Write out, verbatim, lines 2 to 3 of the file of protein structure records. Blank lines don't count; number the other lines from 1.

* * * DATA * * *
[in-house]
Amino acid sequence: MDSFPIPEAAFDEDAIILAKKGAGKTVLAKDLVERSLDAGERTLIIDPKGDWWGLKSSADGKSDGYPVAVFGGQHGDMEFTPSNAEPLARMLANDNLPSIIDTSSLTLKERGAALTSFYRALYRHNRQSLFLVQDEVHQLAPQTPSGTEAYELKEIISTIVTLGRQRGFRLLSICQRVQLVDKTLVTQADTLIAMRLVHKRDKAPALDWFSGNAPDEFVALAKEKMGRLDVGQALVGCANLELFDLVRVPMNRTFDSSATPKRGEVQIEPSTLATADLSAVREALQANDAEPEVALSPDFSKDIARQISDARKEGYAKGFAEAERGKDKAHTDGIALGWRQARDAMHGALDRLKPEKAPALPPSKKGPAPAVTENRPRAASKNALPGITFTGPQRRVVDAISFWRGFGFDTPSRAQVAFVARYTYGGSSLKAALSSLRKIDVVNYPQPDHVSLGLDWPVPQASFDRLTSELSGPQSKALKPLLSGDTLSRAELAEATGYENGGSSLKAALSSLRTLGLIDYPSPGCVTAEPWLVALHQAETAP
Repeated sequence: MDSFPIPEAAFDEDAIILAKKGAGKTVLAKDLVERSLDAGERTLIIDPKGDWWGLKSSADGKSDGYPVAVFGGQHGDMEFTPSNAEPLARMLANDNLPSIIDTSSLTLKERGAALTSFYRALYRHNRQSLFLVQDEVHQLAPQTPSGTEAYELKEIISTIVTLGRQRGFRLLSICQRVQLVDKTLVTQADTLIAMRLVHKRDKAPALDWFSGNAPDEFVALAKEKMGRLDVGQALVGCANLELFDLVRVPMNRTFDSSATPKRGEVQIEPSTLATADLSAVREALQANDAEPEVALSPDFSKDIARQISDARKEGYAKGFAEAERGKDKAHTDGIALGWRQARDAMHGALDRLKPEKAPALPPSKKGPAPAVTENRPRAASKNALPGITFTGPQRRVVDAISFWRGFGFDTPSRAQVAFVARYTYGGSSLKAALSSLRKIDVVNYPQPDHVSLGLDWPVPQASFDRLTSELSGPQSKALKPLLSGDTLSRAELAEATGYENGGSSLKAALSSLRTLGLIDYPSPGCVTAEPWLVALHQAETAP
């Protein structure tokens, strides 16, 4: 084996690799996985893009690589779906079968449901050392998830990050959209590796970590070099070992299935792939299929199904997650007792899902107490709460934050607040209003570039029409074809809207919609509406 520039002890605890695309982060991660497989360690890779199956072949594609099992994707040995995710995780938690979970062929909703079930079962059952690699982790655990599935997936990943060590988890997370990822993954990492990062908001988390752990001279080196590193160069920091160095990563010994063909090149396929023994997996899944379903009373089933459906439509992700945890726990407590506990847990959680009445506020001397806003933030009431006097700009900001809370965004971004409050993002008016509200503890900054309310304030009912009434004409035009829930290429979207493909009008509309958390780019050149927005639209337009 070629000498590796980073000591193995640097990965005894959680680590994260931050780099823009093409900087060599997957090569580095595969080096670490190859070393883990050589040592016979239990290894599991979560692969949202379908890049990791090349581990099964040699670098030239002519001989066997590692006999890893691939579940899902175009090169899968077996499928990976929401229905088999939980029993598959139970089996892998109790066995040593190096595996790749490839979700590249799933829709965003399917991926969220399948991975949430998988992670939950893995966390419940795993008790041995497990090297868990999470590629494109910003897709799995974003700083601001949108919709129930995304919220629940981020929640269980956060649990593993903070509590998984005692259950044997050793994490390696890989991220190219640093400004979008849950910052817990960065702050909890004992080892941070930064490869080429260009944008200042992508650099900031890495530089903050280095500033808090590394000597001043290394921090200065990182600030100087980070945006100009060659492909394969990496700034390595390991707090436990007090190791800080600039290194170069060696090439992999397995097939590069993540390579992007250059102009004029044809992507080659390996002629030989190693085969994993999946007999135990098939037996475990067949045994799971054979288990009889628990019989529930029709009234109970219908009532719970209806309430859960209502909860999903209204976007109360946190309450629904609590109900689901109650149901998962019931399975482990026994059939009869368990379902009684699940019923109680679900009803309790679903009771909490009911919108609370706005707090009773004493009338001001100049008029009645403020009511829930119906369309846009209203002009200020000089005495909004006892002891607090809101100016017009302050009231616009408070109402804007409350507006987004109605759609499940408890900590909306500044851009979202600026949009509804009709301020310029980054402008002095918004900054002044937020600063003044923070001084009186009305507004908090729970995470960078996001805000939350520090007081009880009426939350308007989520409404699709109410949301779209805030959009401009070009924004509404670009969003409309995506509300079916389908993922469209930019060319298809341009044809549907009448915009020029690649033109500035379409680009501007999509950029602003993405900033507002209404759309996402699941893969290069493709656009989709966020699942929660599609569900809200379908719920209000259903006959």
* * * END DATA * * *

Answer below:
Amino acid sequence: MDSFPIPEAAFDEDAIILAKKGAGKTVLAKDLVERSLDAGERTLIIDPKGDWWGLKSSADGKSDGYPVAVFGGQHGDMEFTPSNAEPLARMLANDNLPSIIDTSSLTLKERGAALTSFYRALYRHNRQSLFLVQDEVHQLAPQTPSGTEAYELKEIISTIVTLGRQRGFRLLSICQRVQLVDKTLVTQADTLIAMRLVHKRDKAPALDWFSGNAPDEFVALAKEKMGRLDVGQALVGCANLELFDLVRVPMNRTFDSSATPKRGEVQIEPSTLATADLSAVREALQANDAEPEVALSPDFSKDIARQISDARKEGYAKGFAEAERGKDKAHTDGIALGWRQARDAMHGALDRLKPEKAPALPPSKKGPAPAVTENRPRAASKNALPGITFTGPQRRVVDAISFWRGFGFDTPSRAQVAFVARYTYGGSSLKAALSSLRKIDVVNYPQPDHVSLGLDWPVPQASFDRLTSELSGPQSKALKPLLSGDTLSRAELAEATGYENGGSSLKAALSSLRTLGLIDYPSPGCVTAEPWLVALHQAETAP
Repeated sequence: MDSFPIPEAAFDEDAIILAKKGAGKTVLAKDLVERSLDAGERTLIIDPKGDWWGLKSSADGKSDGYPVAVFGGQHGDMEFTPSNAEPLARMLANDNLPSIIDTSSLTLKERGAALTSFYRALYRHNRQSLFLVQDEVHQLAPQTPSGTEAYELKEIISTIVTLGRQRGFRLLSICQRVQLVDKTLVTQADTLIAMRLVHKRDKAPALDWFSGNAPDEFVALAKEKMGRLDVGQALVGCANLELFDLVRVPMNRTFDSSATPKRGEVQIEPSTLATADLSAVREALQANDAEPEVALSPDFSKDIARQISDARKEGYAKGFAEAERGKDKAHTDGIALGWRQARDAMHGALDRLKPEKAPALPPSKKGPAPAVTENRPRAASKNALPGITFTGPQRRVVDAISFWRGFGFDTPSRAQVAFVARYTYGGSSLKAALSSLRKIDVVNYPQPDHVSLGLDWPVPQASFDRLTSELSGPQSKALKPLLSGDTLSRAELAEATGYENGGSSLKAALSSLRTLGLIDYPSPGCVTAEPWLVALHQAETAP